Ajat basket, Penan people. Borneo 20th century, 20 (cm) diameter by 35 (cm) height. Hornbill motif. From the Teo Family collection, Kuching. Photograph by D Dunlop. |

Consider a particle P characterized by some repetitive chain of events

$\Psi ^{\sf{P}} = \left( \sf{\Omega}_{1} , \sf{\Omega}_{2} , \sf{\Omega}_{3} \ \ldots \ \right)$

where each orbital cycle is a bundle of quarks

$\sf{\Omega} = \left\{ \sf{q}_{1}, \sf{q}_{2}, \sf{q}_{3 } \ \ldots \ \right\}$

that are described by their internal energies $U$ and some quark coefficients $n$. Definition: the **magnetic radius** of P is

$\begin{align} \rho_{ m} \equiv \frac{ {\Delta}n^{ \mathsf{A}} U^{ \mathsf{a}} - {\Delta}n^{ \mathsf{M}} U^{ \mathsf{m}} }{ k_{\sf{F}} } \end{align}$

the **electric radius** is given by

$\begin{align} \rho_{e} \equiv \frac{ {\Delta}n^{ \mathsf{G}} U^{ \mathsf{g}} - {\Delta}n^{ \mathsf{E}} U^{ \mathsf{e}} }{ k_{\sf{F}} } \end{align}$

the **polar radius** of P is defined as

$\begin{align} \rho_{z} \equiv \frac{ {\Delta}n^{ \mathsf{U}} U^{ \mathsf{u}} - {\Delta}n^{ \mathsf{D}} U^{ \mathsf{d}} }{ k_{\sf{F}} } \end{align}$

where $k_{\sf{F}}$ is a positive constant. An ordered set of these three numbers defines the **radius vector** of particle P as

$\overline{\rho} \equiv \left( \rho_{ m}, \rho_{e}, \rho_{ z} \right)$

Components of $\overline{\rho}$ are conserved because they are defined from sums and differences of quark coefficients, and quarks are indestructible. So if some generic particles $\mathbb{X}$, $\mathbb{Y}$ and $\mathbb{Z}$ interact like $\mathbb{ X } + \mathbb{ Y } \leftrightarrow \mathbb{ Z }$ then by the associative properties of addition and subtraction$\overline{\rho}^{ \mathbb{X}} + \overline{\rho}^{\mathbb{Y}} = \overline{\rho}^{\mathbb{Z}}$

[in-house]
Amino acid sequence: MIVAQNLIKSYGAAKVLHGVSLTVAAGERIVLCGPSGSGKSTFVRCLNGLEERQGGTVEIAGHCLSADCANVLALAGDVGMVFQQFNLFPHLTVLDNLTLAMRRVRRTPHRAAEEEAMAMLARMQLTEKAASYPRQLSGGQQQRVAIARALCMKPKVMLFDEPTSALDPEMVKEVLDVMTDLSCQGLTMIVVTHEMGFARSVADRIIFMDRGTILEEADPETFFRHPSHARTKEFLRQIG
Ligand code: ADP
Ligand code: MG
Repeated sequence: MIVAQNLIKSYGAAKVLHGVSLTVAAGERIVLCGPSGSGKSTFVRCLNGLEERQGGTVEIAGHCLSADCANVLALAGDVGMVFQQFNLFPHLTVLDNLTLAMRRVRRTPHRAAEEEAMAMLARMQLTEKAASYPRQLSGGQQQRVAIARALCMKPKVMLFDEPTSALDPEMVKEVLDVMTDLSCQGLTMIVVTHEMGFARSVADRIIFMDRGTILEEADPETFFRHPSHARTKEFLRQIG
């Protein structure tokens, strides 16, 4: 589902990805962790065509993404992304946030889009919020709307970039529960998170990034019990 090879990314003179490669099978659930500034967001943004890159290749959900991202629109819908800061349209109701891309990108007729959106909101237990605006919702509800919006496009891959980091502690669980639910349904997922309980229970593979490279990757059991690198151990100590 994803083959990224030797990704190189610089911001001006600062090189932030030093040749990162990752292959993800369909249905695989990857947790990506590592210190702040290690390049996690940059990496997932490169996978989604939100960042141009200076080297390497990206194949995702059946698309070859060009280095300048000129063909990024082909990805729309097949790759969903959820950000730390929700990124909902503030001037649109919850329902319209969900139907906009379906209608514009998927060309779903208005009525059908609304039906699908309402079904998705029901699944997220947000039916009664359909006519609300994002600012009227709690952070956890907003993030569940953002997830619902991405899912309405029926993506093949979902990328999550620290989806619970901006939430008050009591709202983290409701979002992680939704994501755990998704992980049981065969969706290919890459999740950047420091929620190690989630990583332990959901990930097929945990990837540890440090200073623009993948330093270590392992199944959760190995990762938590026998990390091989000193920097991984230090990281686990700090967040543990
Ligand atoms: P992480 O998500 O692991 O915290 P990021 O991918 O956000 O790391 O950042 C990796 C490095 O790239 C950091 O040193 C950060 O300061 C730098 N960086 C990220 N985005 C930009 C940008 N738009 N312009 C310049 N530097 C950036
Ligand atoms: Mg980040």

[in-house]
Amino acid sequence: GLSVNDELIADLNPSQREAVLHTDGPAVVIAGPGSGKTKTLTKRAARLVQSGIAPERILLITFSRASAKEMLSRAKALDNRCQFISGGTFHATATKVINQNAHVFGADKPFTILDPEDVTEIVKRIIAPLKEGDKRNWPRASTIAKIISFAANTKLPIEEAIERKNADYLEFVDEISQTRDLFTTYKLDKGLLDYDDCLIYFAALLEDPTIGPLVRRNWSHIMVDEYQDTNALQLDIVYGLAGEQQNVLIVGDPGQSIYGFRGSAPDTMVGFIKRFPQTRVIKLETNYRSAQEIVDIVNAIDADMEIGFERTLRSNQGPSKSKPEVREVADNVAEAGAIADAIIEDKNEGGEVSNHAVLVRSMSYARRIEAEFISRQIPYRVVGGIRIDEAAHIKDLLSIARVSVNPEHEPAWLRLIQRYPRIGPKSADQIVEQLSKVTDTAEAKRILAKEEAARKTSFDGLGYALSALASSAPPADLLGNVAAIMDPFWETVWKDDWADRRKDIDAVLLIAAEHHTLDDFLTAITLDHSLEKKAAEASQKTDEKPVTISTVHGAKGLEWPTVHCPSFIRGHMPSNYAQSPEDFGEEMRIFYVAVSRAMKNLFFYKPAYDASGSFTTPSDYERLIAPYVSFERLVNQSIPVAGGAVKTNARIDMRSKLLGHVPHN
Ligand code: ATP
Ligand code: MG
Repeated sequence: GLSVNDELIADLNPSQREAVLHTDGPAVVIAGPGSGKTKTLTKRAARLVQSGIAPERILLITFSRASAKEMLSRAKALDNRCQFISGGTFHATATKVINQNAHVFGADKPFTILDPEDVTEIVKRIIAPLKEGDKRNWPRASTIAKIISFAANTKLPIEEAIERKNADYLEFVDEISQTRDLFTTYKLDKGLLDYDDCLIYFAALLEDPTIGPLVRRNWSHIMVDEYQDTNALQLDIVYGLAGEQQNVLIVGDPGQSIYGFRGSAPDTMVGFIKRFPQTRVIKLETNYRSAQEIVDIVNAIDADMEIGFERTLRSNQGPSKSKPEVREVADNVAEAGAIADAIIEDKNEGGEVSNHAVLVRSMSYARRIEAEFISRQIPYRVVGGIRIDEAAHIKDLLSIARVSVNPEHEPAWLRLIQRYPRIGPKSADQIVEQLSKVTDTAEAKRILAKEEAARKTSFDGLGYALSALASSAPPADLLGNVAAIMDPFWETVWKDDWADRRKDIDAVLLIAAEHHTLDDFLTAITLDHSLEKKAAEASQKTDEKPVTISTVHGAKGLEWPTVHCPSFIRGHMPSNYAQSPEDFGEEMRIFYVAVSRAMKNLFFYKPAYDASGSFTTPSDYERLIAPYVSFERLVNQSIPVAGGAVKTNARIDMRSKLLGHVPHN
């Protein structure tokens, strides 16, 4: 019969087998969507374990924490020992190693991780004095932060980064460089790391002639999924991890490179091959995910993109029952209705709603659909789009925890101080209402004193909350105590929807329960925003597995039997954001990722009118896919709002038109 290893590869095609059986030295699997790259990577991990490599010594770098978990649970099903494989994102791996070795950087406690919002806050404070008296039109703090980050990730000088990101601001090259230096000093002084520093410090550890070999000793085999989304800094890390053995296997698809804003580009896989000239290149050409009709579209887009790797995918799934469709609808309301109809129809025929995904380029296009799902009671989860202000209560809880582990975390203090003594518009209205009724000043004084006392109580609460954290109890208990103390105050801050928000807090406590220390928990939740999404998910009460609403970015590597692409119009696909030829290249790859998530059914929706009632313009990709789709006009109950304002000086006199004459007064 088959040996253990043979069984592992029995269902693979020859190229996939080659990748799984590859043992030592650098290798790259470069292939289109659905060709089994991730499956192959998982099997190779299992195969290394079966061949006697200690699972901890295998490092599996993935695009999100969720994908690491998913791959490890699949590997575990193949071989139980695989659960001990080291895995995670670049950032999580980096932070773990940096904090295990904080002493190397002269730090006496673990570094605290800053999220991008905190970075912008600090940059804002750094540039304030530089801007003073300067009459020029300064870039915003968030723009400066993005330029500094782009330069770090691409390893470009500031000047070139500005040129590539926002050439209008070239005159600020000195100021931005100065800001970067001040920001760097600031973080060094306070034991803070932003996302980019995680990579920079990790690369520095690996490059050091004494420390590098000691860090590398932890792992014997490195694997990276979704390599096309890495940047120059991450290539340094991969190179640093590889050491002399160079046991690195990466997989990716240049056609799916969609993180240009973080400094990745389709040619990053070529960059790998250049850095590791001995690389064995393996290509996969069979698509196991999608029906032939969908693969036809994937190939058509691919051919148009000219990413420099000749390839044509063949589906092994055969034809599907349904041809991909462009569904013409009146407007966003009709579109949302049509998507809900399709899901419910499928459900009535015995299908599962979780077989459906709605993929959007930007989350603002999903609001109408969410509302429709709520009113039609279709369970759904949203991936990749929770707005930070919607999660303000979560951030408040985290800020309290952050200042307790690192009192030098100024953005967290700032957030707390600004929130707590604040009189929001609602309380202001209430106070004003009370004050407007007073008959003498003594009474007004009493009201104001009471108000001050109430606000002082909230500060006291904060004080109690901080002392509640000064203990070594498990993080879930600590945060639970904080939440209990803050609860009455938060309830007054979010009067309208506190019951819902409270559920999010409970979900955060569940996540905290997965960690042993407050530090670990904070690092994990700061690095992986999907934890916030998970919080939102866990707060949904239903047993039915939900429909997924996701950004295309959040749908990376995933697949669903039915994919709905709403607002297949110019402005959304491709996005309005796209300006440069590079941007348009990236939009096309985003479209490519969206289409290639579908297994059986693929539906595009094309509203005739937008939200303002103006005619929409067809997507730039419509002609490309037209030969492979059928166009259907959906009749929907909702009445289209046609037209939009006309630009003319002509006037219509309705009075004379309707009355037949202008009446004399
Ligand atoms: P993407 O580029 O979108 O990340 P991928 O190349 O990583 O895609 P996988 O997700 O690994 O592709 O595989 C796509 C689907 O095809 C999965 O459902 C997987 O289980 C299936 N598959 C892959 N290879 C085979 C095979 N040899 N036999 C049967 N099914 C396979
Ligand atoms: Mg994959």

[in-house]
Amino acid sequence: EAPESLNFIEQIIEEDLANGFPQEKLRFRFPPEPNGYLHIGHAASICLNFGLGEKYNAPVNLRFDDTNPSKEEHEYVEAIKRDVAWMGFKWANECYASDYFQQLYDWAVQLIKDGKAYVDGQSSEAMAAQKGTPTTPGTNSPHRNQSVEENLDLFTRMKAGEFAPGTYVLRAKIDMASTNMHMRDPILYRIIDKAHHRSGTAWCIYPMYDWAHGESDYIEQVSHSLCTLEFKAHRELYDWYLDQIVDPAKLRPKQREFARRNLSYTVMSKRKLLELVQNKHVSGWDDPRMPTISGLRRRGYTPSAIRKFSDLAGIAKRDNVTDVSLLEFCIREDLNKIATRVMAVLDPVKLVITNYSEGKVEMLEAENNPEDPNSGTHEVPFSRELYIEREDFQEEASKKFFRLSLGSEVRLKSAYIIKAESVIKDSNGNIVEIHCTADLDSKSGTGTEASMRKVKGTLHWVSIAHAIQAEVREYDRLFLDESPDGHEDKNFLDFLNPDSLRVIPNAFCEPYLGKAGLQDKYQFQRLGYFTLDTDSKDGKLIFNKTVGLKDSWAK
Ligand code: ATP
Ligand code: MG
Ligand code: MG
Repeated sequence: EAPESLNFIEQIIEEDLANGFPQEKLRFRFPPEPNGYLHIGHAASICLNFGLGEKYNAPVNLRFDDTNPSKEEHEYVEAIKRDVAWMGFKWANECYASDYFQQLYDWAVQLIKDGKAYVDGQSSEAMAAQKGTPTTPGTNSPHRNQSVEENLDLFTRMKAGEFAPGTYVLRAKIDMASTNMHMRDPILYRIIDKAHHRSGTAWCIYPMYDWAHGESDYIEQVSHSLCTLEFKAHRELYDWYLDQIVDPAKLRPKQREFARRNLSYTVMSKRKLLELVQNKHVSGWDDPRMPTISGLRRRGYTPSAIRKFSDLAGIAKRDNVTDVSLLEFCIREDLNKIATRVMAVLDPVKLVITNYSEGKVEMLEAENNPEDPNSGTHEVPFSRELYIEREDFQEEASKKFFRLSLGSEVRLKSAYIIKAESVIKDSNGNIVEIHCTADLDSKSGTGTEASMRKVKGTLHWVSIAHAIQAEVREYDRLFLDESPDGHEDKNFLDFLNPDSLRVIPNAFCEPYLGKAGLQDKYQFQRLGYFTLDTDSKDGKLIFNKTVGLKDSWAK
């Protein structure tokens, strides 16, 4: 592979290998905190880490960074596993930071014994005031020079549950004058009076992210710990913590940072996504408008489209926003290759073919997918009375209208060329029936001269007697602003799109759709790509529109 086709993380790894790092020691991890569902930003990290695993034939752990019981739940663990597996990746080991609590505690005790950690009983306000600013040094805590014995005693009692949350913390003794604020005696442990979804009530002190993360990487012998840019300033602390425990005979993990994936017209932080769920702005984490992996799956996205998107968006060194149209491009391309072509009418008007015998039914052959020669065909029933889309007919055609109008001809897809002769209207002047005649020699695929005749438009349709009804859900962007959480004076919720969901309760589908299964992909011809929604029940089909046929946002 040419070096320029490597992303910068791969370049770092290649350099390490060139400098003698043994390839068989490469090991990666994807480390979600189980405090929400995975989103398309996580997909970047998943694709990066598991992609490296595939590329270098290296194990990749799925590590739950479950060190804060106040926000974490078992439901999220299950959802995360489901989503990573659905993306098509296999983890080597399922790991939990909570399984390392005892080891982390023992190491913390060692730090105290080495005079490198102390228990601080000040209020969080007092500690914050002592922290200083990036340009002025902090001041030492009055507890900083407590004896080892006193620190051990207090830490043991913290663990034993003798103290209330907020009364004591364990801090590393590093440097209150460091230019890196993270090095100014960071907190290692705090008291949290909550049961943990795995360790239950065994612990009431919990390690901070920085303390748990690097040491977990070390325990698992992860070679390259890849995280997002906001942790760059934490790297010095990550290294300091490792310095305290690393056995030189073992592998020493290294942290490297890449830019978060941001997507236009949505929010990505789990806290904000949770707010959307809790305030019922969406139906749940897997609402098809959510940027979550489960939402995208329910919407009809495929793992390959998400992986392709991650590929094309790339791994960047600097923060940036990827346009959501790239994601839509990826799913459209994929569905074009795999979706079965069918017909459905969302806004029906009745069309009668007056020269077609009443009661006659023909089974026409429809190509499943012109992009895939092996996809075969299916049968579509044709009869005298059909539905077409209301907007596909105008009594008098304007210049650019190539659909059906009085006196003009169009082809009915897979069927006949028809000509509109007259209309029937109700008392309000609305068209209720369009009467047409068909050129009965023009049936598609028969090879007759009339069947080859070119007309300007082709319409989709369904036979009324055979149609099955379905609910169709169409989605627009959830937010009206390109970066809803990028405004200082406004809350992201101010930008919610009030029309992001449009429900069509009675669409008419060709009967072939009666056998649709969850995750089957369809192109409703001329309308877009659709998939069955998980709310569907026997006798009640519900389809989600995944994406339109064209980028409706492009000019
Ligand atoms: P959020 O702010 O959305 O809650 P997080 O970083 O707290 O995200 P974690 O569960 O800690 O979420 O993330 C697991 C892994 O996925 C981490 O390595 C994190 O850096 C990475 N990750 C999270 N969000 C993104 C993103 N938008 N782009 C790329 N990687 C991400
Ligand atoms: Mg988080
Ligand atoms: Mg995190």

Also $\rm{\Delta} \it{n} ^{\sf{Z}} \left( \sf{P} \right) = - \rm{\Delta} \it{n}^{\sf{Z}} \left( \sf{\bar{P}} \right)$ for any sort of quark, so particles and anti-particles have symmetrically opposed radius vectors

$\overline{\rho} \left( \sf{P} \right) = - \overline{\rho} \left( \sf{\overline{P}} \right)$

The norm of a radius vector is written without an overline $\rho \equiv \left\| \, \overline{\rho} \, \right\|$. Definition: If P is described by a chain of events $\Psi$ where each cycle $\sf{\Omega}$ has the same radius vector, then we say that P is **rigid**. This condition is obtained if there are no changes to the quark content of P.

*net*magnitude. Coefficients of baryonic quarks do not appear in these definitions, only dynamic quarks. So the radius does not depend on thermal sensation, only somatic and visual sensations. Also the null value for energy is referred to down-quarks which are objectified from black sensations. So overall the radius vector is interpreted as a description of the magnitude of somatic and visual sensations, relative to black sensations, net right from left.

Summary |

Noun | Definition | |

Magnetic Radius | $\begin{align} \rho_{ m} \equiv \frac{ {\Delta}n^{ \mathsf{A}} U^{ \mathsf{a}} - {\Delta}n^{ \mathsf{M}} U^{ \mathsf{m}} }{ k_{\sf{F}} } \end{align}$ | 5-1 |

Noun | Definition | |

Electric Radius | $\begin{align} \rho_{e} \equiv \frac{ {\Delta}n^{ \mathsf{G}} U^{ \mathsf{g}} - {\Delta}n^{ \mathsf{E}} U^{ \mathsf{e}} }{ k_{\sf{F}} } \end{align}$ | 5-2 |

Noun | Definition | |

Polar Radius | $\begin{align} \rho_{z} \equiv \frac{ {\Delta}n^{ \mathsf{U}} U^{ \mathsf{u}} - {\Delta}n^{ \mathsf{D}} U^{ \mathsf{d}} }{ k_{\sf{F}} } \end{align}$ | 5-3 |

Noun | Definition | |

Radius Vector | $\overline{\rho} \equiv \left( \rho_{ m}, \rho_{e}, \rho_{ z} \right)$ | 5-4 |

Noun | Definition | |

Rigid | $\overline{\rho} \ \ {\sf\text{has the same value for all events} }$ | 5-5 |